Article by Colin Kirkland featuring reference to Duane Varan, Mediascience CEO.
Read original article here.
Ads placed in news media consistently outperform ads on Facebook and YouTube, according to a study conducted by Australia’s ThinkNewsBrands.
The cross-platform analysis found that while ads in both print and digital news publications perform better than ads in the social media channels, print ads specifically had a much greater memory impact on readers.
The study included more than 5,350 participants who experienced ads from seven Australian brands in 11 forms of media.
For six days, 42 custom print runs were sent each morning across Sydney, Melbourne, and Perth.
To cut down on bias dependent on ad-placement, seven versions of each newspaper were also distributed each morning. Two hundred and fifty-two websites were also created, with more than 6,000 unique brand exposures.
To maintain the same creative assets for all platforms, the study provided three different print sizes — full-page, half-page, and quarter-page ads — and 6-second, 15-second and 30-second ads for digital display and video.
Duane Varan, CEO of MediaScience, who oversaw the study, describes it as “a monumental effort” that is intended to assure advertisers that it was a true “apples to apples comparison.”
Results show that newspaper ads, regardless of ad type, outperformed Facebook up to four times.
On mobile and desktop, ads in news outlets delivered 1.7 times the unprompted recall of 6-second YouTube ads and were equal to 15-second YouTube ads.
News outlets also proved most effective for short-term ROI, with 10% stronger sales growth than social media.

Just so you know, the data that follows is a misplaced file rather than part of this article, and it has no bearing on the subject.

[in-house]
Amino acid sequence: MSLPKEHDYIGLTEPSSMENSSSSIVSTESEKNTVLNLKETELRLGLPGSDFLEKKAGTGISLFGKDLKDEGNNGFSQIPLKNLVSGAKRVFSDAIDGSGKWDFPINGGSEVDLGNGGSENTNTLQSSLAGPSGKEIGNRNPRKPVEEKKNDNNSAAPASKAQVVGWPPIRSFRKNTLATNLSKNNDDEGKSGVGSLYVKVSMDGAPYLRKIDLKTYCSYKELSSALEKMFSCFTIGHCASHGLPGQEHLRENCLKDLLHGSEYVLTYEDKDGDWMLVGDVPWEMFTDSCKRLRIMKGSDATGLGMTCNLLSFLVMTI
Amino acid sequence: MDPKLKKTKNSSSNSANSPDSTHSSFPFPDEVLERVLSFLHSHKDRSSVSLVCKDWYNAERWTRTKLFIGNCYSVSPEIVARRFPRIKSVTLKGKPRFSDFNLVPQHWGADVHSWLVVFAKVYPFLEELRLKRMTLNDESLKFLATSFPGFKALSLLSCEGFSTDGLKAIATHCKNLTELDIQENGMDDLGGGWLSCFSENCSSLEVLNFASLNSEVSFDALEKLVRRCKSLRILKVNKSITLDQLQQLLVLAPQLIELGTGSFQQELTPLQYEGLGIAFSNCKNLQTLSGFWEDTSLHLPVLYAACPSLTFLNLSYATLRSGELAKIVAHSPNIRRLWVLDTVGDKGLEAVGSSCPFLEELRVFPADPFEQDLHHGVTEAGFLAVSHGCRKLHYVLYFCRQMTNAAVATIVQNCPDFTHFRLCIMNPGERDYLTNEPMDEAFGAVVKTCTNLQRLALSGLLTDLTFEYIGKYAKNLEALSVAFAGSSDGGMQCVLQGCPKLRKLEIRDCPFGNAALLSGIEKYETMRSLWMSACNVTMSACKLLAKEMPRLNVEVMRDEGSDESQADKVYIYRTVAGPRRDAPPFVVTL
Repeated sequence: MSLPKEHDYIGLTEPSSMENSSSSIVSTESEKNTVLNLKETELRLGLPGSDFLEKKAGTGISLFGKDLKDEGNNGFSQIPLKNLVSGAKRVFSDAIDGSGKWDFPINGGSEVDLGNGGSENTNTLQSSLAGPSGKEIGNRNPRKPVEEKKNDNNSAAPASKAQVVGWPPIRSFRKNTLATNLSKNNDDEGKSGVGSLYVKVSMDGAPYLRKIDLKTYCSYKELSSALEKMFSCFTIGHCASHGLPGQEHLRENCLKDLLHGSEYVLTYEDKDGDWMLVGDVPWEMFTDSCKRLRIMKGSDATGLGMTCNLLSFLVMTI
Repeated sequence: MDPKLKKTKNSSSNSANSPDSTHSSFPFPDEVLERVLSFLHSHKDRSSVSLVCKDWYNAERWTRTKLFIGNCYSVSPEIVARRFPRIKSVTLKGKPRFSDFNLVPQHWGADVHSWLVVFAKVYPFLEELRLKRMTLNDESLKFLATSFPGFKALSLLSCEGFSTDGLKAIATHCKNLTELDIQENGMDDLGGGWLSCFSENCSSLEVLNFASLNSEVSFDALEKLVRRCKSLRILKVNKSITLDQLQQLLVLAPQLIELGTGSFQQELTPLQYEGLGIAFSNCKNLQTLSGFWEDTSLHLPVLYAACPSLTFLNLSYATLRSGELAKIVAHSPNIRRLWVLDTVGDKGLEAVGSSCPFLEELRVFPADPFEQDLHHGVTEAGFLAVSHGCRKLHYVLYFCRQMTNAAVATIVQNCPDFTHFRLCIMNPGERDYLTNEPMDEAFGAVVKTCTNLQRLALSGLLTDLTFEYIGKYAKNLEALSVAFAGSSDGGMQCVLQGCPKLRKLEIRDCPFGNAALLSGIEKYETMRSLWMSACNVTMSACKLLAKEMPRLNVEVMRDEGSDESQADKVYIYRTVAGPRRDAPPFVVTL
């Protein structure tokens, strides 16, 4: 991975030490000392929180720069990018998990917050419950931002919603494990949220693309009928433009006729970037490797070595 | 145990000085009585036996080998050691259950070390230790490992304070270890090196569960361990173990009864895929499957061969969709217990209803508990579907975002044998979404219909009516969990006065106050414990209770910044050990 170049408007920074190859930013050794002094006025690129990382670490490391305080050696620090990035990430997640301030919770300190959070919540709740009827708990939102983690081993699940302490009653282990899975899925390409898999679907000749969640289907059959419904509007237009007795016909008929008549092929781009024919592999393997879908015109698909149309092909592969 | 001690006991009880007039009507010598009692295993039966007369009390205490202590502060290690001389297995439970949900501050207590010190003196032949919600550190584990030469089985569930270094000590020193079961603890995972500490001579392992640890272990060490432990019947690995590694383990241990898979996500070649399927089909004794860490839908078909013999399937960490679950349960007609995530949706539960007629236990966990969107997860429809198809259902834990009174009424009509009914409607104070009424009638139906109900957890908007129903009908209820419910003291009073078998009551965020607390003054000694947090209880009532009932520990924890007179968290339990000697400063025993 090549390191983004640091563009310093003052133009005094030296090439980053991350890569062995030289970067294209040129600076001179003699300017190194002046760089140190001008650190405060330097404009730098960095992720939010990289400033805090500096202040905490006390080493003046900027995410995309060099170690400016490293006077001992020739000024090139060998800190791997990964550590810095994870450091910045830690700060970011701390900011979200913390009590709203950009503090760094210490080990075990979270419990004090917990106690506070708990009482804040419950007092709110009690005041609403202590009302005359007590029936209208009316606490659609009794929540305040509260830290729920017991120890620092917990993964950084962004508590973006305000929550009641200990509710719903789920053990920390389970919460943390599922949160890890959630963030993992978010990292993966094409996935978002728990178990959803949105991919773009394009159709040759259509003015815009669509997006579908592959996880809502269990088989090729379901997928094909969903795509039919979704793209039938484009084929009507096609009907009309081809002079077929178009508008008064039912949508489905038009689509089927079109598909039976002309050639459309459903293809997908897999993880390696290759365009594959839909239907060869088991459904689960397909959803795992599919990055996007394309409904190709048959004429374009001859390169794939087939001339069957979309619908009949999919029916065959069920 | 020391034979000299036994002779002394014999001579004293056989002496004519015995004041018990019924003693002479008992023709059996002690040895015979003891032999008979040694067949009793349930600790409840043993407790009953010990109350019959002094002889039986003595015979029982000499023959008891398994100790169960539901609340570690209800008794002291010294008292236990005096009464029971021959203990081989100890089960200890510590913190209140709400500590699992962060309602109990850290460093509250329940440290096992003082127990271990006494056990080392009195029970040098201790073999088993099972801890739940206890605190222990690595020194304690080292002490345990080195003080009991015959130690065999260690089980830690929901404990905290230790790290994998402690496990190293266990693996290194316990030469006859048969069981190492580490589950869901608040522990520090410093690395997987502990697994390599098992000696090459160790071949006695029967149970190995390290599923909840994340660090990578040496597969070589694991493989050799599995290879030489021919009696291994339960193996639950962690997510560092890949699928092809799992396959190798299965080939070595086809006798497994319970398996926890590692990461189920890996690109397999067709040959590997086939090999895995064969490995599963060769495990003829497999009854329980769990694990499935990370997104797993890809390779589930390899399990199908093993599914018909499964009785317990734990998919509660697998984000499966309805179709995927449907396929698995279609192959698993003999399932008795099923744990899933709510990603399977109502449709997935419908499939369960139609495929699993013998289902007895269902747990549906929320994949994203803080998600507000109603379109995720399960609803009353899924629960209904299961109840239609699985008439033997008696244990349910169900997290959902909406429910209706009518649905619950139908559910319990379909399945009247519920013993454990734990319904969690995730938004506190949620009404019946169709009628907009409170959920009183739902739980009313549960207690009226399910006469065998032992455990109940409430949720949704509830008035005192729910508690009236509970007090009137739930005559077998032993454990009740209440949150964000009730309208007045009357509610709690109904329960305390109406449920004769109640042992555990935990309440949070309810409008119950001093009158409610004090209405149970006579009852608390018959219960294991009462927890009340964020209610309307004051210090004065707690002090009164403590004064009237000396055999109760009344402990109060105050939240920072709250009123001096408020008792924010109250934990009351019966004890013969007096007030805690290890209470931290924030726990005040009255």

“The thing about news is that it’s cognitively engaging,” Varan explains, adding: “When you watch the news, you’re thinking about what’s going on. You go into the ad break with your brain wired and fired up, and so you have better access to your memory pathways as a consequence.”
According to Varan, ad recall in news outlets was consistent across three stages of memory:
1. Attention (seeing and absorbing content) was measured by brand recognition.
2. Message-processing was measured by queue recall.
3. Memory retrieval was measured by unaided/free recall.
“It’s telling the story, again, around this clear superior memory effect for news,” Varan says. “It’s consistent with what we’ve seen across many other studies that we’ve done for news clients.”
Varan believes there is too much “assumption” in the market and that various media ad-effectiveness propositions “need to be weighed.”
“We can’t just make assumptions about what effects we think things deliver. We have to have some data that informs it.”
Out of all the study’s findings, Varan says he was most surprised by the comparison of print ads to Facebook ads.
“Just to see how much stronger newsprint was vis-a-vis a Facebook ad, you’re getting a much greater impact,” he says. “A print ad is even outperforming a video ad. That’s pretty telling.”
Varan thinks advertisers have forgotten how good print ads look.
“We just have not been around the medium enough to remember,” he said. “A print ad is very rich. Compare that to the fleeting experience of seeing an ad and scrolling through it.”
Overall, the study suggests how powerful context actually is.
The success of an ad may depend heavily simply on where an ad is placed, Varan says, noting: “Think about how hard it would be to get a 10% lift. Here we’re talking about much more dramatic effects.”
While the study is based on Australian consumers and media outlets, Varan believes that if the study was replicated overseas it would show similar results.
“The numbers might not be exactly the same, but the trend would be,” he says.